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BitJam

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BitJam 218 - Out Now!

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3 - Amiga Extreme - 7 - Fred Fish died

on Thu 24 May 2007 by Ghandy author listemail the content item print the content item create pdf file of the content item

in Diskmags > Jurassic Pack #17

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The father of public domain software: Fred Fish died
condolences written by Ghandy




Making holidays:
Fred Fish with his dog on board



As you could read the news at Bitfellas.org, at Friday the 20th of April, one of the fathers of the freely available software and one of the most popular Amiga veterans died at the age of 51 at home.

If you ask yourself who's the outrider of the idea of public domain software, his name should come first into your mind. The american programmer from Arizone, born in 1952, distributed the homonymous pd-series with more than µC51.000µC1 disks. The program archive, called "Fish disks" was started in November 1985, shortly after the release of the Amiga 1000. Most people called it the "Amiga lib disks", this series should be remembered as the worldwide biggest collection of pd-software, which was ever produced.

In Europe it found quite a lot imitators, computer clubs and software dealers, doing their own series, such as A.U.G.E. 4000, AgnusPD, Augs, Nordlicht, Poseidon, SaarAG, Schatztruhe, Oase, Spielekiste, UnionSoft and many more, but none of them could compete with the original fish disks from Fred. His lib disks were dominating the market with their topicality and the support they received from programmers from all over the world. Fred and his assistants tested all the stuff in an exhausting detail work, checked it whether they were virus infected, indexed, published and send the files as tapes and diks in masses around.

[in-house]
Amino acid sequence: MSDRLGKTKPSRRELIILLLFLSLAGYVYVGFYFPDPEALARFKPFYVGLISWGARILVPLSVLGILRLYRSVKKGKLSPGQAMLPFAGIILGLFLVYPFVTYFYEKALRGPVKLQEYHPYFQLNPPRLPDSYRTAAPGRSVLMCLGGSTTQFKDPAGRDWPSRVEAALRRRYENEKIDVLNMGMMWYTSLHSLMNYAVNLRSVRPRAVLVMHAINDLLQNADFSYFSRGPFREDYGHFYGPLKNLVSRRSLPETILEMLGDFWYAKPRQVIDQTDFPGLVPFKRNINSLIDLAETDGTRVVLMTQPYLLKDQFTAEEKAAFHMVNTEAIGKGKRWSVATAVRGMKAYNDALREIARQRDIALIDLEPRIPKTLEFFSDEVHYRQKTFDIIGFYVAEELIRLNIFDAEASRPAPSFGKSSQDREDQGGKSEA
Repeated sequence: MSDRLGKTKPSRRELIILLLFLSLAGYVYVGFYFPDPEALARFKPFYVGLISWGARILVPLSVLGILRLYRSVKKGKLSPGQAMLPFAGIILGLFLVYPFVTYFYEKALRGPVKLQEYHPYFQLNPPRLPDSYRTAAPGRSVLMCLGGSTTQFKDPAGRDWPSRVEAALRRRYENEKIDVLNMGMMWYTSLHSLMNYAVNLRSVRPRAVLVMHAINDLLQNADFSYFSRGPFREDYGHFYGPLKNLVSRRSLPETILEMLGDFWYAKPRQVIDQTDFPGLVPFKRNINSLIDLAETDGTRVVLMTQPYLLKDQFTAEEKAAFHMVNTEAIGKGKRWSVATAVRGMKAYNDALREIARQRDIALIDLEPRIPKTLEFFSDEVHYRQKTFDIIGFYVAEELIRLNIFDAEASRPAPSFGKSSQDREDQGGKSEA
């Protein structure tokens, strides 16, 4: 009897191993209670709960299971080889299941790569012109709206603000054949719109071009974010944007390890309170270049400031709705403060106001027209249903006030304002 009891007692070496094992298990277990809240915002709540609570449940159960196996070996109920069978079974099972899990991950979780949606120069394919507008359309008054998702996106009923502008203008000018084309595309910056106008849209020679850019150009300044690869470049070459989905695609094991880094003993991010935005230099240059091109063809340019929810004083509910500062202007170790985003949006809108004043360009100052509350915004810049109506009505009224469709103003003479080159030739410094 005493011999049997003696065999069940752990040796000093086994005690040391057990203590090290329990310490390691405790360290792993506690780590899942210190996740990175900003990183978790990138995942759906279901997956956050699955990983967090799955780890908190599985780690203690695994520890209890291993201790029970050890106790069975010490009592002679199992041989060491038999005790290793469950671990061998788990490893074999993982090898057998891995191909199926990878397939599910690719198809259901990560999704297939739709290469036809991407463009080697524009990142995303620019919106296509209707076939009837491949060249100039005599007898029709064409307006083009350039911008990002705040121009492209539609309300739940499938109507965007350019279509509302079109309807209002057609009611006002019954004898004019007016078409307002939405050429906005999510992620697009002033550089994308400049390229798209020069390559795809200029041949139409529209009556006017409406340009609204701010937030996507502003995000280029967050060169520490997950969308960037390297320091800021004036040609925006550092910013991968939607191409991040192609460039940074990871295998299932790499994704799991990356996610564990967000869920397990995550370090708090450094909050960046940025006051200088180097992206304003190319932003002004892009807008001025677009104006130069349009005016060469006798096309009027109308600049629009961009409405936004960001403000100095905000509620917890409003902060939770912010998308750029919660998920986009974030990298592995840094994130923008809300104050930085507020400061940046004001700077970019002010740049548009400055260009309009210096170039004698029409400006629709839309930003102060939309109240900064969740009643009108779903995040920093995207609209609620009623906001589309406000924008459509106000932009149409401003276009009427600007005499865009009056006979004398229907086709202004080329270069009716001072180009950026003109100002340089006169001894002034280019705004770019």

The rights remained where they belong, the originators always kept them. They merely had to agree with a free distribution of their works. Some programmers submitted temporal versions getting invalid after a few weeks of its usage. Other files were commercially as shareware. That way people who wanted to sell their programs could make sure people would know about their applications or the name of their software studio and probably the one or other would then buy the title in order to get rid of the nerve-requester. Many years later Fish and his assistents began distributing their complete works on CD. With the rising denotation of the internet his disks were detached by the Aminet a compareable software collection, which has originally been established by the Swiss Amiga freak Urban Müller.

Speaking of Fred Fish, he didn't have any ambitions regarding that way of distribution. He's well-known for his work on a GNU debugger and ported a lot of UNIX-programs to BeOS. Temporarily, he worked for the "Be Corporated" company, the firm behind the alternative "BeOS" operating system. The assignment between this and the AmigaOS didn't happen accidentally. The best ideas and features of varying operating systems like Linux, AmigaOS, Windows etc. were combined in BeOS.




a classical blast from the past:
the almighty Amiga juggler
raytracing in realtime



Douglas Adams, the author of the cultbook-series "Hitchhiker's Guide to the Galaxy" would say it that way "Fred: Rest in peace. So Long, and thanks for all the (masses of) fish!" At Bitfellas.org a condolence thread was started http://bitfellas.org/e107_plugins/forum/forum_viewtopic.php?17414 directly after his death became public.


Related links:

News at Bitfellas.org: http://bitfellas.org/news.php?item.1340.1
Spindazzle Blog: http://spindazzle.org/greenblog/index.php?/archives/60-Fred-Fish.html
All fish disks at funet.fi: ftp://ftp.funet.fi/pub/amiga/fish/
Aminet: http://aminet.net
German article at Gulli.com: http://www.gulli.com/news/begruender-der-freien-software-2007-04-23/
Fred Fish at Wikipedia.org: http://en.wikipedia.org/wiki/Fred_Fish


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